Live in Pine-Clad Mountains Close to Panama City

On the balcony of a Swiss-style cottage in Cerro Azul, I’m looking out over the mountains. The air is damp and cool—about 70 F—and there are thin wisps of mist around the hilltops. The land is densely populated with trees, most of them evergreens. It’s surprising, since I’ve just come from Panama City, where you’ll find tropical palms.

So far I’ve seen hummingbirds and owl butterflies, smelled resinous pine and exotic jasmine, and heard the roar of howler monkeys in the distance. It couldn’t be more different from the sea-level city just under an hour’s drive from here. In fact, I’m reminded of where I grew up, in Oregon.

Panama’s best-known highlands—in Chiriquí—are a seven-hour drive from Panama’s capital. But if you want or need to be closer to Panama City, Cerro Azul may be perfect for you. It’s barely spoken of in expat circles. It’s tiny and yet it offers a unique set of benefits—unlike any other place in Panama.

As I mentioned, it’s close to Panama City. Living in Cerro Azul is like being in the suburbs. You can zip in to catch a movie, go shopping, see a doctor, or anything else you could imagine—Panama City has it all. Then zip back and enjoy a glass of wine on your terrace before dinner. And if you travel a lot, good news: Panama’s busy international airport is only 40 minutes away.

Cerro Azul’s climate is perfect thanks to the elevation—about 2,500 feet. And this area will never be overdeveloped because Cerro Azul sits in the vast Chagres National Park. It’s one of the few open residential communities you’ll find in a wild nature preserve, as it was founded before the national park designation.

That means you’ll see white-faced capuchins, peccaries (wild pigs), parrots, geese on the lakes, and many, many more species. If you’re a flower lover, you won’t have to buy potted orchids if you live in Cerro Azul—here they grow on trees. Houses have priceless views of the valleys and the national park. With scarcely any light pollution, you can see the stars shine bright and clear.

This is an ideal place for a quiet lifestyle. In fact, there are only a few small shops in town, no big commercial areas to spoil the scenery. So how does one pass the time? The hundred or so expats who live here have small get-togethers, and many of them enjoy yoga, hiking, or splashing around in the lakes and waterfalls.

The higher elevation—the part of Cerro Azul you would want to live in—is in a gated community called Altos de Cerro Azul. If you’re not a resident, you need an invitation or an appointment with the sales office to get in. Inside, there’s a country club area featuring a pool, two tennis courts, basketball courts, and a restaurant.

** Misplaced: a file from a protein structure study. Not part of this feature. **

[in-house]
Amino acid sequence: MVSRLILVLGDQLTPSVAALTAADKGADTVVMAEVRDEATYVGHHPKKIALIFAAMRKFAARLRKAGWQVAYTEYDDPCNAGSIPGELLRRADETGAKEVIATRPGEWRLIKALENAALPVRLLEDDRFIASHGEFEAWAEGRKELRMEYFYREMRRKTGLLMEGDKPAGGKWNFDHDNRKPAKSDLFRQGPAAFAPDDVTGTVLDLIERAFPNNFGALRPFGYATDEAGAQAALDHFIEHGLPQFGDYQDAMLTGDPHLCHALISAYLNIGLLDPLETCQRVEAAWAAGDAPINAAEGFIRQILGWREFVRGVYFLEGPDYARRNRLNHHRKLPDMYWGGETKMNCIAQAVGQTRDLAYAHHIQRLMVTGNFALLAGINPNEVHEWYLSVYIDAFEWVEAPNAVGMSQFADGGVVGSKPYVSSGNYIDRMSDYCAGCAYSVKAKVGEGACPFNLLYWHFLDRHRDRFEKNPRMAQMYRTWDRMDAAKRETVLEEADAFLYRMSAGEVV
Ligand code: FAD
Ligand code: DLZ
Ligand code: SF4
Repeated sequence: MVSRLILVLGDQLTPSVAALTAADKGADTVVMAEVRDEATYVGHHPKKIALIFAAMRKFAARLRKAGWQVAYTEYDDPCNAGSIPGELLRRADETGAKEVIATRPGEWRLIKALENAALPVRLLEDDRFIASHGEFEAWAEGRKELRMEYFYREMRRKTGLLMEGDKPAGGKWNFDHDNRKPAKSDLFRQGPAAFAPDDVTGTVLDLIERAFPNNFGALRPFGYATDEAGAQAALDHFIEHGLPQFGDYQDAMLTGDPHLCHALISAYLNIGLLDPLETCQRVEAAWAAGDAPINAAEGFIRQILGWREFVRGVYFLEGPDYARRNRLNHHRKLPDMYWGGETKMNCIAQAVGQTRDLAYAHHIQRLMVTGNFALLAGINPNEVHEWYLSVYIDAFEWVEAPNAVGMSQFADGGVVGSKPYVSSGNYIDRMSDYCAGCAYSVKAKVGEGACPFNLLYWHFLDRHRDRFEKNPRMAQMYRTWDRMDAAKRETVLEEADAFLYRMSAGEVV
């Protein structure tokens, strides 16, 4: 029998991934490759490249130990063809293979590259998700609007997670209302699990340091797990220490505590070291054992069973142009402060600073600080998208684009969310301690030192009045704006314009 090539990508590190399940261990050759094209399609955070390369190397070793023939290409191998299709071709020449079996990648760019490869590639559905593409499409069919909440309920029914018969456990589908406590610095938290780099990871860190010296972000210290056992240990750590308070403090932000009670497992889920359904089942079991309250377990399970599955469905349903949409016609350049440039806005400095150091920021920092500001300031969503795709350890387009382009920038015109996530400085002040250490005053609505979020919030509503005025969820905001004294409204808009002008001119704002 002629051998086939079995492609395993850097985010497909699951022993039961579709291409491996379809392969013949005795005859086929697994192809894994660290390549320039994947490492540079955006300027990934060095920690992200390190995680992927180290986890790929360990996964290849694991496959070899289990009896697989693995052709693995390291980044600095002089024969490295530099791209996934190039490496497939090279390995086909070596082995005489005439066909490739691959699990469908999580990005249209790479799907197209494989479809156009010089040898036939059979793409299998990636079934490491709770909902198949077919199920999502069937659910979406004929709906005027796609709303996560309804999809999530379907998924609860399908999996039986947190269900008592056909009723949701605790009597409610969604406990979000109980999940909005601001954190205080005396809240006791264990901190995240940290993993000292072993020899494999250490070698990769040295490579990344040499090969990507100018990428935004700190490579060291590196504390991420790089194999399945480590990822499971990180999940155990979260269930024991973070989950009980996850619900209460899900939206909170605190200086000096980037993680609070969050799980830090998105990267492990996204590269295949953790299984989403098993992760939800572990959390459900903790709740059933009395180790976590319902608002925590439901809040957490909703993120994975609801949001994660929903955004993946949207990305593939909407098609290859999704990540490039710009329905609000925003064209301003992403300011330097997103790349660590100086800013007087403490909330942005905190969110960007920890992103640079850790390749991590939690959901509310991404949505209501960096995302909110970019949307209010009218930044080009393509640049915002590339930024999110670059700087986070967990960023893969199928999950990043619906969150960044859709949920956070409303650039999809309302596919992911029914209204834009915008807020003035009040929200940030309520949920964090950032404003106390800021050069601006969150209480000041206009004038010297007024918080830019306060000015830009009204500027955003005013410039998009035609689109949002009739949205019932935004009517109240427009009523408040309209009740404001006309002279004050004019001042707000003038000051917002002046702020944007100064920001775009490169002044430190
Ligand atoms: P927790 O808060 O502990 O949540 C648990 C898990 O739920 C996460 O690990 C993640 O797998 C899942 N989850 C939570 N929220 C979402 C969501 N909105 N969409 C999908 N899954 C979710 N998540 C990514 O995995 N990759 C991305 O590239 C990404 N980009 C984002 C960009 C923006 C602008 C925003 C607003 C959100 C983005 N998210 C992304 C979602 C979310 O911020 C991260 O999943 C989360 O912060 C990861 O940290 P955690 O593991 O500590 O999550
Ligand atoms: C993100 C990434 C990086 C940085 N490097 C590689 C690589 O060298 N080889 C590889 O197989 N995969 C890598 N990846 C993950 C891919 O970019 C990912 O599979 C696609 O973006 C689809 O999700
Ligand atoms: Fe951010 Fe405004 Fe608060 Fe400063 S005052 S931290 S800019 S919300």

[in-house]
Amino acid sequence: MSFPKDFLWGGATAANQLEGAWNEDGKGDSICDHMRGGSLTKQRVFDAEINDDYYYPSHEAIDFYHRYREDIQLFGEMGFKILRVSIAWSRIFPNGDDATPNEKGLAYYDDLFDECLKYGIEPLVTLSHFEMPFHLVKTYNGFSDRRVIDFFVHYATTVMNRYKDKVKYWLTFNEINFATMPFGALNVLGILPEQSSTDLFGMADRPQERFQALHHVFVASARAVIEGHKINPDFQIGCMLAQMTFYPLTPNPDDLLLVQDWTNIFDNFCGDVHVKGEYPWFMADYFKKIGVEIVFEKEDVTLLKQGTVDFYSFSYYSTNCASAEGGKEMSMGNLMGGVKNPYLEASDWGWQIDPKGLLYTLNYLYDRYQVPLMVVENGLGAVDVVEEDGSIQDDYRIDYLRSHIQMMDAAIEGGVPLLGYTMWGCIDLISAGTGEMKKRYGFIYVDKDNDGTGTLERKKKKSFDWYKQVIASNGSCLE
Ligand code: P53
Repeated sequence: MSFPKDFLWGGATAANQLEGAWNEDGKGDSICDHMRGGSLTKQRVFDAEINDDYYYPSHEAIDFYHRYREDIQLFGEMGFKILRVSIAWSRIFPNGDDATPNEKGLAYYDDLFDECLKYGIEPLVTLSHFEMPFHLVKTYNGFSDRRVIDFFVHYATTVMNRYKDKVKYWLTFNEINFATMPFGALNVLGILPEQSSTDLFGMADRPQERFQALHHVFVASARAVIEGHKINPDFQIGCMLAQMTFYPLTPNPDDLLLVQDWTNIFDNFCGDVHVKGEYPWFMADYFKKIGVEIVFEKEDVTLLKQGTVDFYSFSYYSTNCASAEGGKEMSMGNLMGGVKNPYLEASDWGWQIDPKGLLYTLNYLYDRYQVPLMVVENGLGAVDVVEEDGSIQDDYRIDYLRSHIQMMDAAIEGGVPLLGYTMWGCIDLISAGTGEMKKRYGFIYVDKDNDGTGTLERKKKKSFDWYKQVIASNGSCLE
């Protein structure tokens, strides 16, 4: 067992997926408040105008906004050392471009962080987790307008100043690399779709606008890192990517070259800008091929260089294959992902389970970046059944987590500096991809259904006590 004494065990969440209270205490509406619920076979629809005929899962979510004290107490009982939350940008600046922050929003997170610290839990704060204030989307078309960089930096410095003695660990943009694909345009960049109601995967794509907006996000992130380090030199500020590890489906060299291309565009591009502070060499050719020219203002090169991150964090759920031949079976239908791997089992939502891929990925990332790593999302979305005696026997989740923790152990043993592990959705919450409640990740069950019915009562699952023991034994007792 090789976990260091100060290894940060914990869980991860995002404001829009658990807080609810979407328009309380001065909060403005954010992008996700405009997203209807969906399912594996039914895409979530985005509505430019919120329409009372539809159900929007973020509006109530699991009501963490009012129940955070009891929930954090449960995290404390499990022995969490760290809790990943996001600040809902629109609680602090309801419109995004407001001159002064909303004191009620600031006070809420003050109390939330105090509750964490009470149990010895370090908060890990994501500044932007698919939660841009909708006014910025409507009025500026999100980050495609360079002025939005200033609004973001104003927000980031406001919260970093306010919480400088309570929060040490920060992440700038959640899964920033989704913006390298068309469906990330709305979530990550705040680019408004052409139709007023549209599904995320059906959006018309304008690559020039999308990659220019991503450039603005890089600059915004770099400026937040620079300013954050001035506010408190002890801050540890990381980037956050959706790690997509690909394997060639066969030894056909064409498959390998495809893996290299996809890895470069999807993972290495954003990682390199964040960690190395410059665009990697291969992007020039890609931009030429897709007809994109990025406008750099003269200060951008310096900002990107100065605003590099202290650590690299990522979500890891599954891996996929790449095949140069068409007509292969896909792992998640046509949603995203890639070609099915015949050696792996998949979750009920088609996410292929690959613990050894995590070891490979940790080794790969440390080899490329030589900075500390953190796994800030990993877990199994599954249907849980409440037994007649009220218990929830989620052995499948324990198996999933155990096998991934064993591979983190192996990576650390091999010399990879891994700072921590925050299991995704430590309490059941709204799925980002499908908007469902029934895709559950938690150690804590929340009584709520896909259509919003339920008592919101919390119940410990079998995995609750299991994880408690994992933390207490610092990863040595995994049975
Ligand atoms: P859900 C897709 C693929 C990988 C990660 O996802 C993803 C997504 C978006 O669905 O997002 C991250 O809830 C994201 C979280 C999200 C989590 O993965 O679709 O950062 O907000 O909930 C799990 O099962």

Cerro Azul
Cerro Azul allows you to live in a safe, beautiful mountain locale that’s close to a cosmopolitan capital, a national park, and a major airport.

Though it sounds kind of exclusive, the people who live here are friendly and open. Most of the homeowners are Panamanians who come from the city to relax on weekends. Most of the full-time residents are North American, though I did meet a few from Europe.

Cero Azul’s number one benefit may be the cost of living, especially when it comes to property prices. In Altos de Cerro Azul, I regularly see property listed at $120,000 to $150,000. We’re not talking studio apartments, but pretty A-frame homes with two or three bedrooms. Rentals here are almost never listed online, but if you visit and network just a little, you could strike a deal for as little as $500 to $800 a month for a nice house.

Lodging aside, you’d be living the high life with a budget of just $1,000 a month for entertainment, groceries, gas for your car, utilities, internet, cable, and cell phone usage. You could afford to go into Panama City on the weekend for a fancy dinner, a movie, or a cultural event. There are hundreds every year, from film festivals to carnival to art exhibits and more.

Where else in Central America can you live in a safe, beautiful mountain locale that’s close to a cosmopolitan capital, a national park, and a major airport? I don’t think there are many places—if any—that can give Cerro Azul a run for its money.

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